This is the time of year when hundreds of thousands of high school students begin applying to colleges and universities across the nation. The enrollment of college students has increased by over 28 percent from 2000 to 2016. Despite this growth, issues of college access and completion still exist for underrepresented populations, particularly black foster youth.
Foster youth of all races value college just as much as their peers, with between 70 percent and 80 percent aspiring to enroll in postsecondary institutions. But foster youth encounter several barriers to attending college. Addressing the issue of college access is even more critical for black foster youth who are overrepresented in child welfare systems. Although black children composed only 12 percent of the total population of children in Texas, they represented 22.5 percent of children in foster care.
Completing high school is the first step to accessing postsecondary education. Yet youth in the foster care system complete high school at a rate of 50 percent, compared to their peers, who complete at a rate of 70 percent. The educational performance of foster youth in high school is negatively impacted by several factors, including absences, probations, suspensions and expulsions. Each of these areas contributes to a delay in the educational progress of students and diminishes the odds of high school completion.
During the 2016-2017 school year in Texas, black students composed 12.5 percent of the total student population. It is important to note the disparities in school discipline for black students in Texas relative to their enrollment numbers. Black students represented 31.7 percent of students receiving out-of-school suspensions and 23.2 percent of students receiving in-school suspensions. Additionally, 18 percent of black students were expelled during the year. The percentage of black students referred to disciplinary alternative education programs was 23.5 percent compared to white (20.9 percent) and Hispanic (52.3 percent) students. The enrollment for white and Hispanic students was 28 percent and 52.4 percent respectively.
Placement in the child welfare system is compounded by the issue of race for black foster youth. The data creates a compelling case for policymakers to give greater attention to foster care students who aspire to college degrees. Examining the data using specific categories such as racial/ethnic background is also necessary for institutions to recognize and address the unique challenges black foster youth face in schools. It is unfortunate that two prominent aspects of their identities — black and foster youth — lead to considerable differences in how often they access college.
The educational rigor of a program or the completion of advanced coursework is an indicator to institutions that a student is ready for postsecondary work. The high school preparation of foster youth is lacking, as many are tracked into primary education or not enrolled in rigorous courses due to frequent disruptions in their education because of changes in school placement.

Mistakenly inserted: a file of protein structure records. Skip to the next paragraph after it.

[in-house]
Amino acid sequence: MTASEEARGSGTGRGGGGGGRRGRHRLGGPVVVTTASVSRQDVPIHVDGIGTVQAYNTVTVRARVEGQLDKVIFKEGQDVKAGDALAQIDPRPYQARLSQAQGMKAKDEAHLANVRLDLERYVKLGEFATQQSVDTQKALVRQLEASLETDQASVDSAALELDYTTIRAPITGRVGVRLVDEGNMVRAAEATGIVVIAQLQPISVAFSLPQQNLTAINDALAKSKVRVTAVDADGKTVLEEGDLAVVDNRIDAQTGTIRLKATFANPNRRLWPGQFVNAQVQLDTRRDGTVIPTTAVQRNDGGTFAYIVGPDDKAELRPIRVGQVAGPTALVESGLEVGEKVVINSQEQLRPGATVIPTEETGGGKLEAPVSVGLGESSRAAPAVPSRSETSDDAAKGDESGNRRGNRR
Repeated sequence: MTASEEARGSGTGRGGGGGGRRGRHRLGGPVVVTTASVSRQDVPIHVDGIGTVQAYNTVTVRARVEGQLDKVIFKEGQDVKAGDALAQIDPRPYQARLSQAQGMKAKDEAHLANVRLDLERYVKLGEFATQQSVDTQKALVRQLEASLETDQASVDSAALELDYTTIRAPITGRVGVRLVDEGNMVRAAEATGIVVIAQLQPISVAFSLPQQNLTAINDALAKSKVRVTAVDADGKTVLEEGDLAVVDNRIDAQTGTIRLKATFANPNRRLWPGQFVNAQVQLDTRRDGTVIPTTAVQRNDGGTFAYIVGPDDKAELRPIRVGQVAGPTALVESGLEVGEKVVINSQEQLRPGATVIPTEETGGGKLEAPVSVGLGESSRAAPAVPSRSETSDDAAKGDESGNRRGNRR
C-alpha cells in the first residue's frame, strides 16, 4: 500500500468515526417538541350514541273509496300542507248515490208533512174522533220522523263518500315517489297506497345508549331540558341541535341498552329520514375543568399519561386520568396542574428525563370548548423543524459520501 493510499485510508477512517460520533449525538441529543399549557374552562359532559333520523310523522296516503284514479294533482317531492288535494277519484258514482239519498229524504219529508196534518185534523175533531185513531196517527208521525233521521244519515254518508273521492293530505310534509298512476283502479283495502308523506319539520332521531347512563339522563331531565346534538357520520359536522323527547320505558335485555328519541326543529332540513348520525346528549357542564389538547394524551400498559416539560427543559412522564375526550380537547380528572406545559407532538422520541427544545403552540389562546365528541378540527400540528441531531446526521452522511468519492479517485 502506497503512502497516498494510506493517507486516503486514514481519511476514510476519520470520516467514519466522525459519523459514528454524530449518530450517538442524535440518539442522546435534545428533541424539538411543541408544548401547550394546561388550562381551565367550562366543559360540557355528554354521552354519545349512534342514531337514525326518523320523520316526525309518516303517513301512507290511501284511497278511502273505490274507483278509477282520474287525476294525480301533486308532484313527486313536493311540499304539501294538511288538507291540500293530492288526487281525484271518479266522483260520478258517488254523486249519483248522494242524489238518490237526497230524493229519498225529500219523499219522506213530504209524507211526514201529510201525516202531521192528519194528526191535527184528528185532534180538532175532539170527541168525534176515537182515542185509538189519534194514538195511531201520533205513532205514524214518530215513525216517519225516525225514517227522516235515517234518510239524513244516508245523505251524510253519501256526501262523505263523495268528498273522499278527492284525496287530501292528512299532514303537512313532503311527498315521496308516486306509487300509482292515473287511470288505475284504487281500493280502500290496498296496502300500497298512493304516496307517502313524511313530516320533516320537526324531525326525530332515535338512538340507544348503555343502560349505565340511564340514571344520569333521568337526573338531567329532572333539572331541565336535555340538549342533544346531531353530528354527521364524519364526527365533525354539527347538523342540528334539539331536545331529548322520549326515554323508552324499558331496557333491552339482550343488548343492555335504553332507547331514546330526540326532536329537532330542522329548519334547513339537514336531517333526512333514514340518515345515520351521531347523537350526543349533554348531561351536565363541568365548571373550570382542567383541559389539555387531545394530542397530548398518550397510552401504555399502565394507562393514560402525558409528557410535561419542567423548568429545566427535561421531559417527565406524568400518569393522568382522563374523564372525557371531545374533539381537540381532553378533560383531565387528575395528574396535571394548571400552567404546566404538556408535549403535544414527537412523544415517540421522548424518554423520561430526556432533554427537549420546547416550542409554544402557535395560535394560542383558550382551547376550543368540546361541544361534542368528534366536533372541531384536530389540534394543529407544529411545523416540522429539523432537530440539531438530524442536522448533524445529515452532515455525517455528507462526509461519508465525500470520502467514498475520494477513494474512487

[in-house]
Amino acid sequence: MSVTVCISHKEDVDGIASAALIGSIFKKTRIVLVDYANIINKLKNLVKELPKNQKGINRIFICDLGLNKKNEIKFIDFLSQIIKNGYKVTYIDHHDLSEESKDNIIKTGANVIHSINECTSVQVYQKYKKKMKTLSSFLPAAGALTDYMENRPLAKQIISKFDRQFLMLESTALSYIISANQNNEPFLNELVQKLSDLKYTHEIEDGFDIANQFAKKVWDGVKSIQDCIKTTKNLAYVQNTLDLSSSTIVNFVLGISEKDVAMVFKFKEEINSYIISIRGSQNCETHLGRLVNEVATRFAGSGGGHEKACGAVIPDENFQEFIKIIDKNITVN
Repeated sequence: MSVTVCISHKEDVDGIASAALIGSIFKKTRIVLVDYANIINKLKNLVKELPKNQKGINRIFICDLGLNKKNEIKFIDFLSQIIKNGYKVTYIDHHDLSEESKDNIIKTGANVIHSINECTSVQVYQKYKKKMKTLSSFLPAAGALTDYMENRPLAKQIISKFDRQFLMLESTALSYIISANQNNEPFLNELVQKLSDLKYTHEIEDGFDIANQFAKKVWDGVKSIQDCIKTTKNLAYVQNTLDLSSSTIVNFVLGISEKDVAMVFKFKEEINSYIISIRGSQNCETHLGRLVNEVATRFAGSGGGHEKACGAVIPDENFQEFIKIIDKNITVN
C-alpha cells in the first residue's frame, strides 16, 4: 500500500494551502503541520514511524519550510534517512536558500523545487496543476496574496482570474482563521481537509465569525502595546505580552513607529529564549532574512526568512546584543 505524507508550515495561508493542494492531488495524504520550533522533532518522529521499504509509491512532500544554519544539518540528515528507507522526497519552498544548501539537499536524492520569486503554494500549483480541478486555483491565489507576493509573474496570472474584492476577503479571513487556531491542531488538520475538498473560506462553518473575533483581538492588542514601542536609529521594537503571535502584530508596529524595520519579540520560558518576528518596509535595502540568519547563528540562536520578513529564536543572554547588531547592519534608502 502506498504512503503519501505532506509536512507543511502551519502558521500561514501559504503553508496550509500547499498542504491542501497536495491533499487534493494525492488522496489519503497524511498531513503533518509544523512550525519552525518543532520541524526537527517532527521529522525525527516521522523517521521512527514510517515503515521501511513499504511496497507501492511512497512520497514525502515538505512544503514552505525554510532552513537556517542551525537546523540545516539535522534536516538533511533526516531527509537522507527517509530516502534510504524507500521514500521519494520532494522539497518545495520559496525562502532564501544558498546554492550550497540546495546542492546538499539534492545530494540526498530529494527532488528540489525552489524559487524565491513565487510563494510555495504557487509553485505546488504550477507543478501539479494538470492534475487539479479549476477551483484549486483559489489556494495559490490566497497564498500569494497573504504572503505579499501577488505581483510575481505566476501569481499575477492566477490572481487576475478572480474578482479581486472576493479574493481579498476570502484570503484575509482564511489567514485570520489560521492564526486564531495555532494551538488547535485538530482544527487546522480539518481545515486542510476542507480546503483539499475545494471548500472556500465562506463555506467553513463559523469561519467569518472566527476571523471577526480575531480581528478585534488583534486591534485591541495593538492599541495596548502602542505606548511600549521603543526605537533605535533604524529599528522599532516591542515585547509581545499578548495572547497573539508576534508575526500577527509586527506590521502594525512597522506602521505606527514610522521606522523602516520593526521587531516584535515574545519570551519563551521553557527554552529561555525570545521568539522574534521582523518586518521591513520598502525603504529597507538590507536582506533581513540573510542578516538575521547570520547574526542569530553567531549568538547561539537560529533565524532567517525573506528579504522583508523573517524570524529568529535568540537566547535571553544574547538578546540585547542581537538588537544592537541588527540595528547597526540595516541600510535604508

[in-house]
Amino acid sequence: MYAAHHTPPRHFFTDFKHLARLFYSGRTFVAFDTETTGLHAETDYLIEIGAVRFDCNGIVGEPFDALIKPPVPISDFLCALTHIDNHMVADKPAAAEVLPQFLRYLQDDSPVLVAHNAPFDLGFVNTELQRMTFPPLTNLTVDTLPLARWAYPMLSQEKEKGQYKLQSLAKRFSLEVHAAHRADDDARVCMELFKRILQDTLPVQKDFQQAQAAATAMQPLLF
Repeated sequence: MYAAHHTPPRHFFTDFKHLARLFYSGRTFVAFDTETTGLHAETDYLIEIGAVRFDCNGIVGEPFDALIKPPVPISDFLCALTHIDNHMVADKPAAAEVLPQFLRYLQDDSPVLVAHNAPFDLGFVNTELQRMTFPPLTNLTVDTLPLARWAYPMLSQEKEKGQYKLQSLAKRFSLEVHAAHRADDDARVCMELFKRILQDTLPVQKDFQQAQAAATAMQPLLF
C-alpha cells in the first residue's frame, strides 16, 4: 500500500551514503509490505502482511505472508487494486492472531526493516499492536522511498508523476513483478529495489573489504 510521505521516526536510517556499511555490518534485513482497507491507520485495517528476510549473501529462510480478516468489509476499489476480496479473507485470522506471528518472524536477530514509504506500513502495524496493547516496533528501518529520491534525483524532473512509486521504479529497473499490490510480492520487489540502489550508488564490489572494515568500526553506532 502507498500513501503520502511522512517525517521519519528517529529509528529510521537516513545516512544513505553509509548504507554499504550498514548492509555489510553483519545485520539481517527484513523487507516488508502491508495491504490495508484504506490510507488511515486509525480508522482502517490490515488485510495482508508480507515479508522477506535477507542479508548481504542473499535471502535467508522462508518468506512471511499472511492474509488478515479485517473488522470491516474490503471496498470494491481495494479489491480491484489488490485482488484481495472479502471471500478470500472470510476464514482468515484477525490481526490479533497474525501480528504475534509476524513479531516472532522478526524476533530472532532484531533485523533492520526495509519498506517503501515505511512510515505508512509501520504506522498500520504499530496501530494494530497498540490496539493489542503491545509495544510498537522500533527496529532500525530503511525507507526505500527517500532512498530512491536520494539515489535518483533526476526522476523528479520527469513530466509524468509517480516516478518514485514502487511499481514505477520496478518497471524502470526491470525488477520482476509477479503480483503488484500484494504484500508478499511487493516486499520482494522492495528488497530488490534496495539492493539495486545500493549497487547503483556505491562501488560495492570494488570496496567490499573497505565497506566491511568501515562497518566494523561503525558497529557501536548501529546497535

Furthermore, over one-third of foster youth are placed in special education due to mental or behavioral learning disabilities. These statistics should be taken into deep consideration for black foster youth. A recent Hechinger Report concerning the racial gap in special education contends that black and Hispanic children with special needs are less likely to graduate. In 2014-2015 nationally, only 62 percent of black students in special education graduated with diplomas, in comparison to 76 percent of white students, and 62 percent of Hispanic students.
Black youth who are already underserved because of their foster care status have the additional burden of obtaining special needs assistance in under-resourced schools. Again, graduating from high school is the first step toward college enrollment. Yet, getting a diploma is a seemingly impossible feat for many black foster youth.
To be sure, black foster youth are not the only group facing challenges in education. Nevertheless, their identities as youth who are both black and in foster care produce specific circumstances that lessen their odds for enrolling in college. Addressing these issues is a necessary component of increasing the college-going opportunities for these kids.
Researchers recommend embedding a culture of educational attainment and success into the responsibilities of those working with or caring for foster care youth. They suggest schools must shift from viewing foster youth as a problem population not worthy of the proper attention and resources. For black foster students, more measures should be taken to ensure there is a basic level of fair treatment in schools. Examining the “why” of the racial disparities in school discipline and how they are harming these students’ preparation for the future is necessary.
Action should also be taken to close the gaps in graduation rates between black students in special needs education — especially foster youth — and their peers. Exploring and finding solutions to mitigate the underlying reasons why black students are not advocated for or served places them one step closer to equitable outcomes in terms of high school graduation and college access.
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